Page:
Void vs. Voidable Contract: What’s the Difference?

Written by Wesley Henderson

February 4, 2024

void vs voidable contract written on yellow notebook

Void vs Voidable: Contracts are the cornerstone of great business relationship. If you aren’t using them, you should and you should have an idea of basic contract law. These tangible agreements ensure that both parties know their rights and obligations.

Contract law can be complex which is why you want well thought and attorney drafted agreements so you don’t have to think about this. Some  contracts have flaws that could render them unenforceable. A void or voidable contract could hurt your business or personal finances, so it’s crucial to understand what they are and how they occur to prevent these issues.

What Is a Void Contract?

A void contract is a null contract, meaning this contract isn’t enforceable from the start. This type of contract is considered invalid and has no legal force or binding power. A void contract cannot be enforced by law and doesn’t give rise to any legal rights or obligations for either party involved.

Several reasons could render a contract null or void, such as unfair or illegal terms, mutual mistakes, incapacity to enter a contract, etc. It’s important to remember that void contracts weren’t enforced from the beginning, meaning no party can sue for not performing their obligations under a void contract.

Whereas a voidable contract can still be enforceable if the party wants it to, a void contract is simply void regardless of intent of parties.

What Makes a Contract Void?

As mentioned above, several reasons could nullify a contract. These reasons vary from jurisdiction to jurisdiction, but some of the most common include:

  • Illegal Subject Matter: If the object or subject matter of the contract is against the law, then the contract will be deemed void.
  • Lack of Capacity: If one party cannot enter into a legally binding contract due to age, mental incapacity, or other reasons, the contract is void.

What Is a Voidable Contract?

A voidable contract is a contract a party can enforce or choose to void later. Unlike a void contract that is not enforceable no matter what, a voidable contract can either be enforced or declared void.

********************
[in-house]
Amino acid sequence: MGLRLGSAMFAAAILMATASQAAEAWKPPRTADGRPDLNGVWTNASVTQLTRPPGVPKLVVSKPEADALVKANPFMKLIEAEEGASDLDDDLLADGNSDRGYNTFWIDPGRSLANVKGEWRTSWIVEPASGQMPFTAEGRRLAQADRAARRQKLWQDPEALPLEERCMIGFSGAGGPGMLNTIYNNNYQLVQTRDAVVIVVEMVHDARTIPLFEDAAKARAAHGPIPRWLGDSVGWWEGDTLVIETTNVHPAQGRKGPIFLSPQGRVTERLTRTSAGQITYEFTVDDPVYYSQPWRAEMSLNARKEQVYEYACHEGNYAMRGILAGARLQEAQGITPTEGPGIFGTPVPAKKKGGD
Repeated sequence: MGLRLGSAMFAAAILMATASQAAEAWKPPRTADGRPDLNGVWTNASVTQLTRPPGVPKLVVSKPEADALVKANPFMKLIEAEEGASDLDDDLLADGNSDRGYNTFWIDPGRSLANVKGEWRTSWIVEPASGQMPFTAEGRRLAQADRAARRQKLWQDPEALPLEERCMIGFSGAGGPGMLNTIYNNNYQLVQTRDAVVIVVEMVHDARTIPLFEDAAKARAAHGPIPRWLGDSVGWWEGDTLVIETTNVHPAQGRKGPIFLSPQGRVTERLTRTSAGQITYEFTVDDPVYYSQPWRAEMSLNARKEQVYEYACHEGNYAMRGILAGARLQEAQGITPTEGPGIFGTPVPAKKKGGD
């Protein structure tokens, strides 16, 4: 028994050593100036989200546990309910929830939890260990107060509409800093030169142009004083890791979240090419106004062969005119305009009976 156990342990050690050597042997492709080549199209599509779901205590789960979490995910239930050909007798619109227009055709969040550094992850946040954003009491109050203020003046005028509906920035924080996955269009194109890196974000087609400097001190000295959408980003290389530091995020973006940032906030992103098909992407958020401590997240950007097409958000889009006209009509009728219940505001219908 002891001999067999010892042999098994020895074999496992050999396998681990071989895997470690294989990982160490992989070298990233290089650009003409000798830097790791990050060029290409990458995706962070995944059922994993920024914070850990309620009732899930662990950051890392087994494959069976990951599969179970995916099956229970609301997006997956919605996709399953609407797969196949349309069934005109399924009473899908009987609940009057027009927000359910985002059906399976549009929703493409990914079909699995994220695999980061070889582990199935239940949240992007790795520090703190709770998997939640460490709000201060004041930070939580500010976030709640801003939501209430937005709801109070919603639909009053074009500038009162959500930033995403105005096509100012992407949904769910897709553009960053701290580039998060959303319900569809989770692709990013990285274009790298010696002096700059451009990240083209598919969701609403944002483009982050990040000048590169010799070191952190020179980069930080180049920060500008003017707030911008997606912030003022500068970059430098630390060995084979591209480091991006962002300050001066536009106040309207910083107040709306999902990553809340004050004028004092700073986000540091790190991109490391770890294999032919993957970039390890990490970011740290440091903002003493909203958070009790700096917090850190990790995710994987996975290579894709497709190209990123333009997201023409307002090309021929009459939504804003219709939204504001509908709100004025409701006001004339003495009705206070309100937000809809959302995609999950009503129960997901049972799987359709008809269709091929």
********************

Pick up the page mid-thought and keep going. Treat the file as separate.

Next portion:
A party may contest to void a contract due to some defect or lack of legal capacity when entering into the contract. For example, if one party was under duress or induced by fraud into signing the contract, they may have grounds to void it.

Other common grounds for voiding an enforced contract are:

  • Misrepresentation of facts
  • Legal incapacity
  • Unconscionable terms
  • Undue influence
  • Mistakes in the contract
  • Breach of contract

Examples of a Voidable Contract

An example is a contract signed under duress. If one party was forced into signing the contract against their will, they could contest and void the agreement later. For example, if someone threatens you with physical harm or blackmails you to sign a contract, the contract can be deemed void. This would be rare in this circumstance but to illustrate, this could still be enforced by the party under duress.

Ratification is the process of confirming or accepting a contract that was initially voidable. Through this process, both contract parties can negotiate and agree to make changes or corrections to the contract, making it legally binding again.

The Difference Between Void and Voidable Contract

There are two primary differences between a void and voidable contract. First is the validity. Void or nullified contracts are invalid from the start, while voidable contracts are initially valid but can be later deemed void by one of the parties involved.

The second difference is the remedies. You can’t enforce void contracts at any point, and both parties are relieved from their obligations under the contract. In contrast, voidable contracts could be corrected and ratified through mutual agreement or terminated if either party chooses to void the agreement.

What Does This Mean for You?

Drafting legal documents can be tricky without proper guidance. When it’s your first time writing a legal contract from scratch, you might want to dump all your terms and limitations to cover all the bases. However, you might overlook some essential elements, such as legality and fairness, that could render your contract void or voidable.

Consulting a legal professional before drafting and signing a contract is always advisable. A lawyer can help you ensure that the terms of your agreement are fair, valid, and enforceable, protecting your interests in the long run.

Unfortunately, hiring a lawyer can be expensive. Most of the time, you can get away with a vetted legal contract template, especially for standard contracts such as employment agreements, non-disclosure agreements, or lease agreements.

Get Legally-Verified Contracts for Your Business

Don’t let your business suffer from conflicting terms and invalid contracts. Use legally verified contract templates from reputable sources like Drafted Legal.

Our collection of legal templates is drafted and reviewed by legal professionals to ensure that your contracts are legally binding and enforceable. Browse our legal templates today and protect your business and clients with a vetted legal template.

PS. You can also get a business law firm to provide you customized advice.


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